This study provides the prevalence and socio-economic predictors of the four major behavioral risk factors of CVDs: insufficient fruit and vegetable consumption, insufficient physical activity, use of tobacco and harmful alcohol consumption by pregnant women. We noted this as the first ever study from rural Nepal that focused on predicting behavioral risk factors of CVDs among pregnant women.

The most common behavioral risk factor of CVD in pregnant women is the insufficient intake of fruits and vegetables, which concurs with the findings from a nationwide survey on risk factors of non-communicable diseases and with other studies conducted in different parts of Nepal [6, 14, 30]. These studies reported that insufficient fruits and vegetables consumption among pregnant women could be attributed to poverty that might have caused rural women not to afford adequate amount of fruits and vegetables. The other studies also supported that low income level prevents from consuming adequate fruits and vegetables [31, 32]. Another possible reason for less intake of fruits and vegetables during pregnancy could be associated with seasonal and geographical availability of such foods. In Nepalese culture, fruits consumption is not considered a priority compared to main cereals in their daily meals, most importantly rice and wheat. Cultural practices to avoid more hot foods during pregnancy is prevalent due to the belief that pregnancy is considered as hot state [33]. A study conducted by Christian et al. [34] described that foods such as peppers, lime and tamarind, sweet foods and green leafy vegetables that are fibrous and hard to digest, have been avoided during pregnancy in Terai, Nepal. Likewise, it is believed that eating sufficient mangoes is considered as a cause of abortion. Some of the cultural beliefs for not eating sufficient foods include ‘causing harm to mother and/or baby’ and ‘not enough space for baby in stomach’ [34].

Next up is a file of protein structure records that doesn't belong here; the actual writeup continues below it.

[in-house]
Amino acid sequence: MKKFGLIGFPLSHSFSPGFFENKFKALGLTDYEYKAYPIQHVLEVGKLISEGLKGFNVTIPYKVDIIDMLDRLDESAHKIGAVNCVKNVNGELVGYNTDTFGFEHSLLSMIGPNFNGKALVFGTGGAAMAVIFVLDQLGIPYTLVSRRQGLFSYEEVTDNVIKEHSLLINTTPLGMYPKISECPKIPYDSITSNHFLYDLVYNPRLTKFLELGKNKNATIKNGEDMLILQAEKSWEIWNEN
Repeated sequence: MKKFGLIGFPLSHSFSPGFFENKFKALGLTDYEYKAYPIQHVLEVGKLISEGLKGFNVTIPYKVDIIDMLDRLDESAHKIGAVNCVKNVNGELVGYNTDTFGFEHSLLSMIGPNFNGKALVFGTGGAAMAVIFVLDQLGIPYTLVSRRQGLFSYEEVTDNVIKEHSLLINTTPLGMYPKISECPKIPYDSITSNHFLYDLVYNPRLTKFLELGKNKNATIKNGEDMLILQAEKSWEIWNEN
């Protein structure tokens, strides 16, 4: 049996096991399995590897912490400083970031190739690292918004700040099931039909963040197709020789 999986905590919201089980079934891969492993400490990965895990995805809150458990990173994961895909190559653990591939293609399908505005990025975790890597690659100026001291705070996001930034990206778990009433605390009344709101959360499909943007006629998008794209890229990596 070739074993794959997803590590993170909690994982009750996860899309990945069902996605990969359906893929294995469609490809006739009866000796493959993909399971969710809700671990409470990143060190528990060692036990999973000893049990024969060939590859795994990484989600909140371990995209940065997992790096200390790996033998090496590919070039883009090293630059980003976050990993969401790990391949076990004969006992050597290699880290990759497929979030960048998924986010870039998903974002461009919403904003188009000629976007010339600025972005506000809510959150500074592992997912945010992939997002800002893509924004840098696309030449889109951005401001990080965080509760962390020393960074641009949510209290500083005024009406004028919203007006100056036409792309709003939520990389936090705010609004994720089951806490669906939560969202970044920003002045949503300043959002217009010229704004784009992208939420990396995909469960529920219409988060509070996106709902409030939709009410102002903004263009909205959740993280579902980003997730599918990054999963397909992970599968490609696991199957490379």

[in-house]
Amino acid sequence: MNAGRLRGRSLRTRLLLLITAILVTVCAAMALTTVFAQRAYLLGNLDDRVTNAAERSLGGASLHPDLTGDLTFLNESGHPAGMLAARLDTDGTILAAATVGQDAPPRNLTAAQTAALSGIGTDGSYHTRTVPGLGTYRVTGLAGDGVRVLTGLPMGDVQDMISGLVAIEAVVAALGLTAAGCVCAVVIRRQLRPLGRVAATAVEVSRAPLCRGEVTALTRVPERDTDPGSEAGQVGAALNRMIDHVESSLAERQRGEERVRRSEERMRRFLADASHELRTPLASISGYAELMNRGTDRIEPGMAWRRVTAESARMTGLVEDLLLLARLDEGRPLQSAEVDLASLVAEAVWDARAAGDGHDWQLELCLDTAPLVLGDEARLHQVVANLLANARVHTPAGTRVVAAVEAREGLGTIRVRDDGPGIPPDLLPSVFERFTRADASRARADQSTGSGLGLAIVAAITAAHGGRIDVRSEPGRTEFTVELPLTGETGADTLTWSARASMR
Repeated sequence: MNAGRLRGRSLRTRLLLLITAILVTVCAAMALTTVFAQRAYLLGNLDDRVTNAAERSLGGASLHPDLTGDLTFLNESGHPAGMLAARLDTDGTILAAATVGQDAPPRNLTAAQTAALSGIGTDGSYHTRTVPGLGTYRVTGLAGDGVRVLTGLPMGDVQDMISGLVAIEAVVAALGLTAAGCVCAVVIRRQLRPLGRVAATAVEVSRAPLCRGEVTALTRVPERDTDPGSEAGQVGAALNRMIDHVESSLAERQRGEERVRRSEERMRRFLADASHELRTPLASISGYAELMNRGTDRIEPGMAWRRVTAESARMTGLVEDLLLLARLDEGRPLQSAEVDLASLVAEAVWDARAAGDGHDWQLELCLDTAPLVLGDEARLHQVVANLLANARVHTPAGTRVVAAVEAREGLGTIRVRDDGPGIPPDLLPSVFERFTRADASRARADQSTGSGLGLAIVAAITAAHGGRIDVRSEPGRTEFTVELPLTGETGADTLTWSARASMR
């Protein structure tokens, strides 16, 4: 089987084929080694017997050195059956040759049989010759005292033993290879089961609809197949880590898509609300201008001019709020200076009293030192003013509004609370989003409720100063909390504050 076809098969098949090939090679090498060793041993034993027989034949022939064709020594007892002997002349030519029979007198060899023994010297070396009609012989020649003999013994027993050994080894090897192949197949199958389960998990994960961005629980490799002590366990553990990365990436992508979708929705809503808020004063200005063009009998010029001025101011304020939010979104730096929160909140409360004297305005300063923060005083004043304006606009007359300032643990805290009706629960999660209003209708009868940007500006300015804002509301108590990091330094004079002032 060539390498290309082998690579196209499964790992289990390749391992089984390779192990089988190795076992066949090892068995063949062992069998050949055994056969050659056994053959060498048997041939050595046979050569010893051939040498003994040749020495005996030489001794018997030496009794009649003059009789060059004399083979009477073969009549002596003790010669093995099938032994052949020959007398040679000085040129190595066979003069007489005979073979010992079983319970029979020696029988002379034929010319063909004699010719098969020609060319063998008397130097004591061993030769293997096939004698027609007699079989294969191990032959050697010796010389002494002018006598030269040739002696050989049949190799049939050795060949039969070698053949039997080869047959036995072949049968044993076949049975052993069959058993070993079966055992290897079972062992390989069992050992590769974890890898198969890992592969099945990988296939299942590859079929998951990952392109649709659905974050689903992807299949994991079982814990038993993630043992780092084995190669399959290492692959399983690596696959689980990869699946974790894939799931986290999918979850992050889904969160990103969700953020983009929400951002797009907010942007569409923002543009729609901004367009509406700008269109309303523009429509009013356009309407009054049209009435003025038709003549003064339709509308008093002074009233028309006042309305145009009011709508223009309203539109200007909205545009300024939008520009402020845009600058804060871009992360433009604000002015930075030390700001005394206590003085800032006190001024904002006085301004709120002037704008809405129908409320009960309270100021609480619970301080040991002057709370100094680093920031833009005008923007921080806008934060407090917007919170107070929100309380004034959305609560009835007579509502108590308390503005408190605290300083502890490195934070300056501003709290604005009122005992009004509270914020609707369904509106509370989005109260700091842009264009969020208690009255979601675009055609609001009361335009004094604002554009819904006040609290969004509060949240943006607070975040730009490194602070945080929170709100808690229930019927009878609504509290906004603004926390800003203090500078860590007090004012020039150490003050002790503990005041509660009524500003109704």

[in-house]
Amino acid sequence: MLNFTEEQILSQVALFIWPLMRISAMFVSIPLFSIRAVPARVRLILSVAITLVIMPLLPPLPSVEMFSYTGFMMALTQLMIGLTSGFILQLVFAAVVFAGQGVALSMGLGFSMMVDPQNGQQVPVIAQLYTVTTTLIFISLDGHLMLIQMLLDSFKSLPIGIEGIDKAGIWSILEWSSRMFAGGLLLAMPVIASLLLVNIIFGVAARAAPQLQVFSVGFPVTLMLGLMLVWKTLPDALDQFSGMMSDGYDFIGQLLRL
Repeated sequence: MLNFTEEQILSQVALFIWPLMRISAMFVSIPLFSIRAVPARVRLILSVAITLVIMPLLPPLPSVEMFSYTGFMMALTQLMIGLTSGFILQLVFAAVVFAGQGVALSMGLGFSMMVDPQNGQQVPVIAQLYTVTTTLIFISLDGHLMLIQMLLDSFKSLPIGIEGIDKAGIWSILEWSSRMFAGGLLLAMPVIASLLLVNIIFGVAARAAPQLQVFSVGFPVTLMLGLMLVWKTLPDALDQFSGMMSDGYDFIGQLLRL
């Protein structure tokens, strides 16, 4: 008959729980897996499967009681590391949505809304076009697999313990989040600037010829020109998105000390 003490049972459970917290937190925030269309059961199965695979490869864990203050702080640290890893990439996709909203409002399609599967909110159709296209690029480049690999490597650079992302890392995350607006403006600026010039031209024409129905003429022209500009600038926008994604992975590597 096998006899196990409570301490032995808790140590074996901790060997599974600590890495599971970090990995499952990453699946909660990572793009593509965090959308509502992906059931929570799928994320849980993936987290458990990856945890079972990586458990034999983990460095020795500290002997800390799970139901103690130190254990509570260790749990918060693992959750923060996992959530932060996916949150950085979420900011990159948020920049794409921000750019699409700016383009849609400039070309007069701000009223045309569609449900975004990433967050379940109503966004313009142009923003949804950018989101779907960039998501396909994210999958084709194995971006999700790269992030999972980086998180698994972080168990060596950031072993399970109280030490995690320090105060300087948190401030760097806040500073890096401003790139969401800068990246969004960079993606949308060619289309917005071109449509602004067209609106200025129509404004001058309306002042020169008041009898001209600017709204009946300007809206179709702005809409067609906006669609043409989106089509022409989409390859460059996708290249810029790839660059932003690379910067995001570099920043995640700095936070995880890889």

Lack of physical activity during pregnancy was the second most common behavioral risk factor of CVDs among our study subjects with a prevalence of 53.9%, which is similar to that found in other Nepalese studies [6, 35], but significantly greater than those found in nationwide non-communicable disease survey [36]. This could result from the general belief among Nepalese and promoted by some grassroot level health care providers that physical activity leads to miscarriage, poor fetal growth or premature delivery. A systematic review on physical activity during pregnancy suggests that some light-to-moderate physical activity is protective for maternal and child health outcomes such as pre-eclampsia, gestational hypertension and premature birth [37]. Physical activity guidelines around the world has recommended moderate intensity exercise such as brisk walking and other leisure time activities for pregnant women [38], therefore, appropriate counseling regarding optimal physical activity during pregnancy could reduce the risk of CVDs associated with inadequate physical activity.